8 588. It is the duty of the secretary of every corporation formed for the purpose of mining, or conducting mining in California, whether such corporation be formed and organized under the laws of the State of California or of any other State, Territory, or foreign country, to keep at some place within the State of California an office and in such office to keep a complete set of books showing all receipts and expenditures of such corporation, the source of such receipts, and the objects of such expenditures, and also all transfers of stock. All books and papers must, at all times during business hours, be open to the inspection of any stockholder. He is entitled to be accompanied by an expert, and to make copies or extracts from any such books or papers. He may, at reasonable hours, examine such mining property, accompanied by an expert, take samples, and make such other examination as he may deem necessary. It is the duty of the directors, on the second Monday of each and every month, to cause to be made an itemized account or balance sheet for the previous month, embracing a full and complete statement of all disbursements and receipts, showing from what sources such receipts were derived, and to whom and for what object or purpose such disbursements or payments were made; also all indebtedness or liabilities incurred or existing at the time, and for what the same were incurred, and the balance of money, if any, on hand. Such account or balance sheet must be verified under oath by the president and secretary, and posted in some conspicuous place in the office of the company. It is the duty of the superintendent, on the first Monday of each month, to file with the secretary an itemized account, verified under oath, showing all receipts and disbursements made by him for the previous month, and for what said disbursements were made. Such account must also contain a verified statement showing the number of men employed under him, and for what purpose, and the rate of wages paid to each. He must attach to such account a full and complete report, under oath, of the work done in said mine, the amount of ore extracted, from what part of mine taken, the amount sent to mill for reduction, its assay value, the amount of bullion received, the amount of bullion shipped to the office of the company or elsewhere, and the amount, if any, retained by the superintendent. It is his duty to forward to the office of the company a full report, under oath, of all discoveries of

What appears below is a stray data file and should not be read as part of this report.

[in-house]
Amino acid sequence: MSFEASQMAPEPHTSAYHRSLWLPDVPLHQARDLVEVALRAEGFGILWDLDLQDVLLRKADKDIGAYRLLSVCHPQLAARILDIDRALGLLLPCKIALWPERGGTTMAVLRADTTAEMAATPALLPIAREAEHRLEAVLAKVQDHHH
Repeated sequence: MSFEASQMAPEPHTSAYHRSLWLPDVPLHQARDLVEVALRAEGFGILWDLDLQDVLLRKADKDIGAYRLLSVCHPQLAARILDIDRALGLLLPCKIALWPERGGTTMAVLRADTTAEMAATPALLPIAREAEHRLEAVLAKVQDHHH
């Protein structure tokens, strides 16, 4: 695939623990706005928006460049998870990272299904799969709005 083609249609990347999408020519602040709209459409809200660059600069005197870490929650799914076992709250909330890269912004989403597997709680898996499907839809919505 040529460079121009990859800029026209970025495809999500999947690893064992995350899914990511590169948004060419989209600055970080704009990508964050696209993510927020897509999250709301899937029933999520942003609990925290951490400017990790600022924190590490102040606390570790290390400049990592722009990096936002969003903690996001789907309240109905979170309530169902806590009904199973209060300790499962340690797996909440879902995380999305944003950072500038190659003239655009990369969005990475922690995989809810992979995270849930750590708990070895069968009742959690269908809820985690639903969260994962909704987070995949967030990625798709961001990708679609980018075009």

mineral-bearing quartz made in said mine, whether by boring, drifting, sinking, or otherwise, together with the assay value thereof. All accounts, reports, and correspondence from the superintendent must be kept in some conspicuous place in the office of said company, open to the inspection of all stockholders. [New section; approved March 21, 1905 ; in effect in sixty days.]